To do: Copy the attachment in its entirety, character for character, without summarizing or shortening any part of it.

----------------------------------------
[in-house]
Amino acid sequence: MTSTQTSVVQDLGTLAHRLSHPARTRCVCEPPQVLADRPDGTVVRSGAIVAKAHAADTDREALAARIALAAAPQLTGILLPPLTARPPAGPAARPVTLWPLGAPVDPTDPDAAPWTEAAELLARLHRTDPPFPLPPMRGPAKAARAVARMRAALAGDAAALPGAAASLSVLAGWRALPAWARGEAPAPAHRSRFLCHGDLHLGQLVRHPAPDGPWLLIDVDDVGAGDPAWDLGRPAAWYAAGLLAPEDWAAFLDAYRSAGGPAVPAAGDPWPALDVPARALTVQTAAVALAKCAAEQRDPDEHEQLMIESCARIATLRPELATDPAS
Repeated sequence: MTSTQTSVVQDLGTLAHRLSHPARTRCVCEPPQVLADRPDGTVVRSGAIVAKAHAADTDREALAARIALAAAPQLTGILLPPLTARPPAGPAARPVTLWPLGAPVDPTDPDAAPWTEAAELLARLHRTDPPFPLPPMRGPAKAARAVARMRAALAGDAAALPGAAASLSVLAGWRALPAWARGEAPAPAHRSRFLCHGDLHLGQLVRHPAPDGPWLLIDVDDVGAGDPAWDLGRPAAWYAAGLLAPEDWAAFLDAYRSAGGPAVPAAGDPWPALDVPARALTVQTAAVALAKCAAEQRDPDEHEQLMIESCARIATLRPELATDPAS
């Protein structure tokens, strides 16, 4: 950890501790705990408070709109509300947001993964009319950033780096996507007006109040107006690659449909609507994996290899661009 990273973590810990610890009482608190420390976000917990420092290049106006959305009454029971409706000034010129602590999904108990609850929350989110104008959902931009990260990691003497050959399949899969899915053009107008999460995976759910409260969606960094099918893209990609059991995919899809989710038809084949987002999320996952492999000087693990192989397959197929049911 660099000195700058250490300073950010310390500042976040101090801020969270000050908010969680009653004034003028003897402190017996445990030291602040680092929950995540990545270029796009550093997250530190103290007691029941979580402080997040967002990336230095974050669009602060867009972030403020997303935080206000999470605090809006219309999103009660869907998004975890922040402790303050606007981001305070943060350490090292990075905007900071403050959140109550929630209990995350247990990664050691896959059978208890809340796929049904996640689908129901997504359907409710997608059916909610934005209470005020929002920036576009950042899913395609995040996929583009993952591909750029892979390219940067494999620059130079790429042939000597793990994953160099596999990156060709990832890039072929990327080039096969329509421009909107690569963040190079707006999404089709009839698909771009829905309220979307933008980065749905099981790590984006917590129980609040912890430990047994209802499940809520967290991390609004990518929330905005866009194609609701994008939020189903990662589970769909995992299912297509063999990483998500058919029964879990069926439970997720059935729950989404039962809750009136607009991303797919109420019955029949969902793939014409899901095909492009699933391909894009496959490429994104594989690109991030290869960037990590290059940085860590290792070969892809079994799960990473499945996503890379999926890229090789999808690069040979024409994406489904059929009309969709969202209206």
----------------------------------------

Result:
[in-house]
Amino acid sequence: MTSTQTSVVQDLGTLAHRLSHPARTRCVCEPPQVLADRPDGTVVRSGAIVAKAHAADTDREALAARIALAAAPQLTGILLPPLTARPPAGPAARPVTLWPLGAPVDPTDPDAAPWTEAAELLARLHRTDPPFPLPPMRGPAKAARAVARMRAALAGDAAALPGAAASLSVLAGWRALPAWARGEAPAPAHRSRFLCHGDLHLGQLVRHPAPDGPWLLIDVDDVGAGDPAWDLGRPAAWYAAGLLAPEDWAAFLDAYRSAGGPAVPAAGDPWPALDVPARALTVQTAAVALAKCAAEQRDPDEHEQLMIESCARIATLRPELATDPAS
Repeated sequence: MTSTQTSVVQDLGTLAHRLSHPARTRCVCEPPQVLADRPDGTVVRSGAIVAKAHAADTDREALAARIALAAAPQLTGILLPPLTARPPAGPAARPVTLWPLGAPVDPTDPDAAPWTEAAELLARLHRTDPPFPLPPMRGPAKAARAVARMRAALAGDAAALPGAAASLSVLAGWRALPAWARGEAPAPAHRSRFLCHGDLHLGQLVRHPAPDGPWLLIDVDDVGAGDPAWDLGRPAAWYAAGLLAPEDWAAFLDAYRSAGGPAVPAAGDPWPALDVPARALTVQTAAVALAKCAAEQRDPDEHEQLMIESCARIATLRPELATDPAS
């Protein structure tokens, strides 16, 4: 950890501790705990408070709109509300947001993964009319950033780096996507007006109040107006690659449909609507994996290899661009 990273973590810990610890009482608190420390976000917990420092290049106006959305009454029971409706000034010129602590999904108990609850929350989110104008959902931009990260990691003497050959399949899969899915053009107008999460995976759910409260969606960094099918893209990609059991995919899809989710038809084949987002999320996952492999000087693990192989397959197929049911 660099000195700058250490300073950010310390500042976040101090801020969270000050908010969680009653004034003028003897402190017996445990030291602040680092929950995540990545270029796009550093997250530190103290007691029941979580402080997040967002990336230095974050669009602060867009972030403020997303935080206000999470605090809006219309999103009660869907998004975890922040402790303050606007981001305070943060350490090292990075905007900071403050959140109550929630209990995350247990990664050691896959059978208890809340796929049904996640689908129901997504359907409710997608059916909610934005209470005020929002920036576009950042899913395609995040996929583009993952591909750029892979390219940067494999620059130079790429042939000597793990994953160099596999990156060709990832890039072929990327080039096969329509421009909107690569963040190079707006999404089709009839698909771009829905309220979307933008980065749905099981790590984006917590129980609040912890430990047994209802499940809520967290991390609004990518929330905005866009194609609701994008939020189903990662589970769909995992299912297509063999990483998500058919029964879990069926439970997720059935729950989404039962809750009136607009991303797919109420019955029949969902793939014409899901095909492009699933391909894009496959490429994104594989690109991030290869960037990590290059940085860590290792070969892809079994799960990473499945996503890379999926890229090789999808690069040979024409994406489904059929009309969709969202209206």